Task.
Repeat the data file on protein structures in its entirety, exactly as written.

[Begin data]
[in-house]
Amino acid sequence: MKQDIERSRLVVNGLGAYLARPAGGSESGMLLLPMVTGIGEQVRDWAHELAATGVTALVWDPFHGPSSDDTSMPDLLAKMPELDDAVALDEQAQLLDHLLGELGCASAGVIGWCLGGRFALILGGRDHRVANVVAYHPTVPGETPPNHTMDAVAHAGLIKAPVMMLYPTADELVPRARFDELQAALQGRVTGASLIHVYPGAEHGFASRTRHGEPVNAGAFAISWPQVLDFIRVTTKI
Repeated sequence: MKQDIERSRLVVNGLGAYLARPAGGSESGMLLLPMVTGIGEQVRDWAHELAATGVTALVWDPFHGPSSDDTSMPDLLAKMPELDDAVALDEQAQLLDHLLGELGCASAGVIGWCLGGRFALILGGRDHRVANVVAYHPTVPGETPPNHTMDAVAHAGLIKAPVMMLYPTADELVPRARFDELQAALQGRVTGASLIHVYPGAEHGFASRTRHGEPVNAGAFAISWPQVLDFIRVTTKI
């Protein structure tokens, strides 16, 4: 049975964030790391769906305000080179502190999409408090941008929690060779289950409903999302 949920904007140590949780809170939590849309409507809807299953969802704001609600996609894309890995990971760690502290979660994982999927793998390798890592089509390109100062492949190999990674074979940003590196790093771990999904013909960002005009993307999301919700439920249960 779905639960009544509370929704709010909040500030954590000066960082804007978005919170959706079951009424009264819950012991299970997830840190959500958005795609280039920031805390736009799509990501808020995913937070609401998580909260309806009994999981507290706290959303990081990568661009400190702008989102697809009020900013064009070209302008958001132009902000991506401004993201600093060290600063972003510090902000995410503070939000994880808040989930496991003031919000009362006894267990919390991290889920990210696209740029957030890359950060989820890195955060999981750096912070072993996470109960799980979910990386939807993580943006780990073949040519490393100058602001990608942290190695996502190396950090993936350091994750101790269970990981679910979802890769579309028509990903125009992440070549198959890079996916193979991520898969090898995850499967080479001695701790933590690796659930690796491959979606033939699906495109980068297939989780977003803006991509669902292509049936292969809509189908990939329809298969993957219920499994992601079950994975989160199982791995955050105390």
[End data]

[in-house]
Amino acid sequence: MKQDIERSRLVVNGLGAYLARPAGGSESGMLLLPMVTGIGEQVRDWAHELAATGVTALVWDPFHGPSSDDTSMPDLLAKMPELDDAVALDEQAQLLDHLLGELGCASAGVIGWCLGGRFALILGGRDHRVANVVAYHPTVPGETPPNHTMDAVAHAGLIKAPVMMLYPTADELVPRARFDELQAALQGRVTGASLIHVYPGAEHGFASRTRHGEPVNAGAFAISWPQVLDFIRVTTKI
Repeated sequence: MKQDIERSRLVVNGLGAYLARPAGGSESGMLLLPMVTGIGEQVRDWAHELAATGVTALVWDPFHGPSSDDTSMPDLLAKMPELDDAVALDEQAQLLDHLLGELGCASAGVIGWCLGGRFALILGGRDHRVANVVAYHPTVPGETPPNHTMDAVAHAGLIKAPVMMLYPTADELVPRARFDELQAALQGRVTGASLIHVYPGAEHGFASRTRHGEPVNAGAFAISWPQVLDFIRVTTKI
């Protein structure tokens, strides 16, 4: 049975964030790391769906305000080179502190999409408090941008929690060779289950409903999302 949920904007140590949780809170939590849309409507809807299953969802704001609600996609894309890995990971760690502290979660994982999927793998390798890592089509390109100062492949190999990674074979940003590196790093771990999904013909960002005009993307999301919700439920249960 779905639960009544509370929704709010909040500030954590000066960082804007978005919170959706079951009424009264819950012991299970997830840190959500958005795609280039920031805390736009799509990501808020995913937070609401998580909260309806009994999981507290706290959303990081990568661009400190702008989102697809009020900013064009070209302008958001132009902000991506401004993201600093060290600063972003510090902000995410503070939000994880808040989930496991003031919000009362006894267990919390991290889920990210696209740029957030890359950060989820890195955060999981750096912070072993996470109960799980979910990386939807993580943006780990073949040519490393100058602001990608942290190695996502190396950090993936350091994750101790269970990981679910979802890769579309028509990903125009992440070549198959890079996916193979991520898969090898995850499967080479001695701790933590690796659930690796491959979606033939699906495109980068297939989780977003803006991509669902292509049936292969809509189908990939329809298969993957219920499994992601079950994975989160199982791995955050105390």